One of the subjects often discussed in workshops and conferences is the need for stadardisation in AR. Many of the aforementioned AR players, researchers and institutions have debated on whether it is time for AR to have such standards. Granted standardisation does offer some benefits through unification, interoperability, reliability and predictability.
We feel that AR standardisation deserves a thorough examination and we will look into the subject in detail in the future. We are also keen on seeing the results of an AR Standards Meeting in Barcelona on February, expected to attract the interest of many important players in the field. However, we feel its a tad too early, mainly because we are reluctant to believe that AR has matured enough and that the current ‘call’ for standards is more market-driven than a technological necessity.
And that brings us to…
2010 was a year with a lot of publicity of AR, with many people getting involved and lots of new ideas flying around. But that is not necessarily a good thing. Augmented Reality has been around for quite some time – we’ve been researching it for over a decade – and approaching the field with the ‘naivety’ of modern marketing will not get far. In fact we are afraid that people are ‘over-hyped’ with AR and they will be disappointed soon, once they find the technology has limitations at the current state of things. Most of the market hype is driven from the, undoubtedly clever and successful, publicity methods of the big players. Handheld AR in particular seems a very easy way of getting people to know the concept and getting a hands-on experience. And that is the way it should be during the beginning. But lets face it, after a while is simply a gimmick. And that is attributed, in our eyes, to the limitations of current technologies, particularly when related to registration and the level of immersion of the presentation. Moreover, the next set of services and applications will not only need to exploit technological advancement to the fullest but will also some ‘out-of-the-box’ thinking to devise new paradigms. But lets get into the gist of things…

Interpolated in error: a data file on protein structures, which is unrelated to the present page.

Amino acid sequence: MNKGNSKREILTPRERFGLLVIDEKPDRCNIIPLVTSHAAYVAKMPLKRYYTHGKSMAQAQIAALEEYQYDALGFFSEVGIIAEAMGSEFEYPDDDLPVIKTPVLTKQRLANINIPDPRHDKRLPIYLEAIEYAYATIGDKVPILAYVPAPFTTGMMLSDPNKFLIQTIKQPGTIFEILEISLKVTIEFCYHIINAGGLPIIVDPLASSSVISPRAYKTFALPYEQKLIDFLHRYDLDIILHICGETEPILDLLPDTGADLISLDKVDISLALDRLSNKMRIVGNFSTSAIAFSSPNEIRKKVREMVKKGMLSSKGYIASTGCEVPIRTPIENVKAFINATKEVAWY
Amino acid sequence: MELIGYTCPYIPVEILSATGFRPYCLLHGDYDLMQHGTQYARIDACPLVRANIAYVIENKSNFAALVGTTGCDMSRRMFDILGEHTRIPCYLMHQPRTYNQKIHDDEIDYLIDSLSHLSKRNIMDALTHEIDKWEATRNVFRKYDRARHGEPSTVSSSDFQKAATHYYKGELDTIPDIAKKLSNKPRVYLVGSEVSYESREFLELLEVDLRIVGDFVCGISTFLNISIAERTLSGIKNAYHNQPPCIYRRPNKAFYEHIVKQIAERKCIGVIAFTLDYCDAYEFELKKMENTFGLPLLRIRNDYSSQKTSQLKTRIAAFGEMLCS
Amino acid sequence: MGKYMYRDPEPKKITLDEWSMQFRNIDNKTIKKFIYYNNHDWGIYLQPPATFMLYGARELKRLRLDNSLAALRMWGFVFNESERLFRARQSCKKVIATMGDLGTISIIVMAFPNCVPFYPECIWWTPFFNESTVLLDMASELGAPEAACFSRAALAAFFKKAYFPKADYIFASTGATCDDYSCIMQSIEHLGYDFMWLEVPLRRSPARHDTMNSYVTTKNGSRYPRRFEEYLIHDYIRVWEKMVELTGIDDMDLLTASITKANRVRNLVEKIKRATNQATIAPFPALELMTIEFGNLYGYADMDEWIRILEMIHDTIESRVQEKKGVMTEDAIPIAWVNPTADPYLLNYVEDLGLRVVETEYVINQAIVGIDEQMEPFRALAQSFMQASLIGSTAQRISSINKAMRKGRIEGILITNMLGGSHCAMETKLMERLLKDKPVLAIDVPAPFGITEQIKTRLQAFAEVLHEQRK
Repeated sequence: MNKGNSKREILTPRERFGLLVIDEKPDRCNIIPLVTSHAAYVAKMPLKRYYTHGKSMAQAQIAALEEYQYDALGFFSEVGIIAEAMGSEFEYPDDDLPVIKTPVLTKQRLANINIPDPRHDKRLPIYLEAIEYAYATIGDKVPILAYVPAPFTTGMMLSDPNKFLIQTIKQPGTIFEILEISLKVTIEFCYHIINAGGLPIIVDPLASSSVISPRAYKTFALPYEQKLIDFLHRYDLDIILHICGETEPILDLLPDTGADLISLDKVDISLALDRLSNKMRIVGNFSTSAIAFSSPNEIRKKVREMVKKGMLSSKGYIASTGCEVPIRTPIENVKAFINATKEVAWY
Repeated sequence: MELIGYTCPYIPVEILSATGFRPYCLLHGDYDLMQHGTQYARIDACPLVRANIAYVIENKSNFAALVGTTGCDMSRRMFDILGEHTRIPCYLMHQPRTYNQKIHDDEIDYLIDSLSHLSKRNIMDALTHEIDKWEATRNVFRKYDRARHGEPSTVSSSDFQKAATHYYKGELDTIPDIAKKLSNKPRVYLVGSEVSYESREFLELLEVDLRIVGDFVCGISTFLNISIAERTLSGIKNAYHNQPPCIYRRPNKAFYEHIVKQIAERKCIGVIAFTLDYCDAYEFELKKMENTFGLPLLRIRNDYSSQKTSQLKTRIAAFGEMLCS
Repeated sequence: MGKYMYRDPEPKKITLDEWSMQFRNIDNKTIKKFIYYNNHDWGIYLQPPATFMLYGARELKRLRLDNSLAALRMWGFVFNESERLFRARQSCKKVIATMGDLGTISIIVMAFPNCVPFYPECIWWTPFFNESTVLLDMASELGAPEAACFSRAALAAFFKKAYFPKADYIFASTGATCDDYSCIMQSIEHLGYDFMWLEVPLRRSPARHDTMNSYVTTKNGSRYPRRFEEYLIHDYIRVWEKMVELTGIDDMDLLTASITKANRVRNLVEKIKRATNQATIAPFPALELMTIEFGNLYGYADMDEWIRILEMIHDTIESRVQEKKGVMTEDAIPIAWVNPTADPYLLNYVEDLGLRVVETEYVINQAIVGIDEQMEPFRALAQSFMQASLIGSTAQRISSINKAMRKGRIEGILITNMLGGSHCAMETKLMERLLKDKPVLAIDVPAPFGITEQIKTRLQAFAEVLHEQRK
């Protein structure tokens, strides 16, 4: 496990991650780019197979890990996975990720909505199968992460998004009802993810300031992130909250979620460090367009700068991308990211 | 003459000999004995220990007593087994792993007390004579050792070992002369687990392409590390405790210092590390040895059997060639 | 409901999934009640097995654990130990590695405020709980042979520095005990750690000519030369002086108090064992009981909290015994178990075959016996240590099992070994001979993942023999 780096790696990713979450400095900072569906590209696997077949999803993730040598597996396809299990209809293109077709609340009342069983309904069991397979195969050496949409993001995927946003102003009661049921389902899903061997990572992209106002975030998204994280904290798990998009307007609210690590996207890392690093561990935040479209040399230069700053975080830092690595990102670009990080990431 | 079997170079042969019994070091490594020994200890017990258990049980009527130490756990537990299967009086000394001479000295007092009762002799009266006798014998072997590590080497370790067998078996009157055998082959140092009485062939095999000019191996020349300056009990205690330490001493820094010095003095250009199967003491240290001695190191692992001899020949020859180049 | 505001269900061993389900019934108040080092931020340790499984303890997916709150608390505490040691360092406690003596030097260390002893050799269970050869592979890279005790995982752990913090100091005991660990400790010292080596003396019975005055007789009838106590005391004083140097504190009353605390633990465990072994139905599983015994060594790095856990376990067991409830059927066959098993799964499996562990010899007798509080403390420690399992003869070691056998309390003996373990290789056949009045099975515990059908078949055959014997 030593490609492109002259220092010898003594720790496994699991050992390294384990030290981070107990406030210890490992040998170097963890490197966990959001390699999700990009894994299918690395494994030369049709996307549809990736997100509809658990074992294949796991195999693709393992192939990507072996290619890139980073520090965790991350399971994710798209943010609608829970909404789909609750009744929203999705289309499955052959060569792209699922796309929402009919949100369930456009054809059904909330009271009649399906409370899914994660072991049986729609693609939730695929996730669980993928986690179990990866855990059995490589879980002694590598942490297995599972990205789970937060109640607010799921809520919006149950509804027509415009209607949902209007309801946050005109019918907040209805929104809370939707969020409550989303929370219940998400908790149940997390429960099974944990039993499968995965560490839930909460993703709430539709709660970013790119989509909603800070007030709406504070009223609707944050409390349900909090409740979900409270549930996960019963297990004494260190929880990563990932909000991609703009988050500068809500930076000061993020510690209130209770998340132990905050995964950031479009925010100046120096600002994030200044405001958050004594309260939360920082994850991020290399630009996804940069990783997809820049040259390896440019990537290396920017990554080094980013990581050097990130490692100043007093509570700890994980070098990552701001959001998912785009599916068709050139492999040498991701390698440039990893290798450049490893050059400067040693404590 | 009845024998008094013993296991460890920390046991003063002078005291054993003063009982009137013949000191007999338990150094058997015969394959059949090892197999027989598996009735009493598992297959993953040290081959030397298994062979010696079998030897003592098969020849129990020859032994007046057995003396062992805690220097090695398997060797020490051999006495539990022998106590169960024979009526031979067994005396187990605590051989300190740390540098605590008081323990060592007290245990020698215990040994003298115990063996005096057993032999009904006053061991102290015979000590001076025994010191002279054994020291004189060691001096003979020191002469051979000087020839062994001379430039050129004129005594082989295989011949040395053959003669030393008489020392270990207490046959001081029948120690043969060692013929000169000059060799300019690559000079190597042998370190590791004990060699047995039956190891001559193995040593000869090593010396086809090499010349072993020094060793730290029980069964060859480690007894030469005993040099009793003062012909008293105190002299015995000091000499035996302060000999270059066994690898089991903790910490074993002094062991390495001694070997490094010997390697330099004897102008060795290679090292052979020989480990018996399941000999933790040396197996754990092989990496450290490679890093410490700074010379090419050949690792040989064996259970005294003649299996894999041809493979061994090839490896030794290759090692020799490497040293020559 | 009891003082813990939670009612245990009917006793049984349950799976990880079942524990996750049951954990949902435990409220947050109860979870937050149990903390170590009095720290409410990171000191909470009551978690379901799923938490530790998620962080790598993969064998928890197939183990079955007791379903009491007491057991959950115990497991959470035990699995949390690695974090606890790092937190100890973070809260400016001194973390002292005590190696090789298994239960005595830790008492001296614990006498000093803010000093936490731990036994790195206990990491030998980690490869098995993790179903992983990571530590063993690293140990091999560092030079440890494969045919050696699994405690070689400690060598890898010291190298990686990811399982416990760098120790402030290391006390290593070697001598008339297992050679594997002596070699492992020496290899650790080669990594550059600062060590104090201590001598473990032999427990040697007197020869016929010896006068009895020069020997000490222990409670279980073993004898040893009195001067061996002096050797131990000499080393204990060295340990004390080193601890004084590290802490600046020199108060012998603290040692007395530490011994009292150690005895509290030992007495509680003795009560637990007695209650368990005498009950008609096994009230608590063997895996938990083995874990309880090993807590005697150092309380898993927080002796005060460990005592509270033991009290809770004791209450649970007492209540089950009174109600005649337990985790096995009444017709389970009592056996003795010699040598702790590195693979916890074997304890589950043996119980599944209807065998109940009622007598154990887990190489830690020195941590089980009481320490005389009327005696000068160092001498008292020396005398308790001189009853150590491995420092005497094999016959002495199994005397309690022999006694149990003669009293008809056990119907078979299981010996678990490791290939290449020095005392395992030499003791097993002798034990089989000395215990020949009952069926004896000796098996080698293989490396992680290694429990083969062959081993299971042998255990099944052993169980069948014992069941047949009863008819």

Handheld AR is probably the flavour of AR that will remain fairly popular due to the evolution in smartphones and tablets. However, there will soon be dire need for new types of services that enhance the user’s day-to-day routines and reality. Enhancing the latter does not necessarily mean placing high quality 3D graphics around. Enhancement also can come as any type of information, whether visual, audible or as tactile feedback.
Mechanics allowing tethering and location awareness are of course of paramount importance. However, increasing accuracy and performance while maintaining multi-modality will allow more complex – not complicated – frameworks to develop new services. We also feel that interaction between users, within the AR space much like a shared environment can have an important role is the sense of immersion of users.
Leaving the domain of Handheld AR behind and speaking in more generic terms, Interfaces in the context of AR are always a very challenging subject. Although some progress has been made on non-HMDs, very little improvement has been observed in HMDs – and to that we have to agree with Tom Carpenter . Bearing in mind our own experience with HMDs and the sense of immersion they bring to the table there is still a lot to be done to investigate different technologies as well as the side effects of HMD usage. Naturally, we await with great interest the developments on the glass-less front.
If one thing has advanced considerably and will continue to do so, pushing AR development further, is processing power, particularly in small form factor platforms. Smartphones are capable these days to render complex graphics with very good frame rates. Consumption and battery longevity is indeed an issue but not so much as in the past. Although technically it belongs to 2009, Epic’s demonstration of the Unreal Engine 3 on IPhone, shown bellow, aptly demonstrates what these handheld beasts can do.
iPhone 4 Unreal Game – Project Sword
Concluding, we have to admit our review is nowhere near as extensive and detailed it could be. We gathered the things that had made an impression to us, those that we feel are the more important ones. We are certain we missed something and that our assessment may be erring a bit on skepticism. We are, nonetheless. very excited about the publicity AR is receiving and we are also planning on ‘playing ball’ within the current market with some ‘gimmicks’ of our own.
 The Year in Computing
 Eye-tracking for mobile control
 The Year in Enhancing Reality
 Get Ready for Kintetic to Completely Change our Lives
 Killing Me Softly With Kinect…And Leading Me To The Next Big Thing
 Augmented Reality – Year in Review – 2010
 Android 3.0 Honeycomb has Google-Built in Augmented Reality?
 Has Augmented Reality Peaked?
 Augmented Reality: Pure Hype or the Next Big Thing in mobile?
 Is 3D bad for you?
 3D without four eyes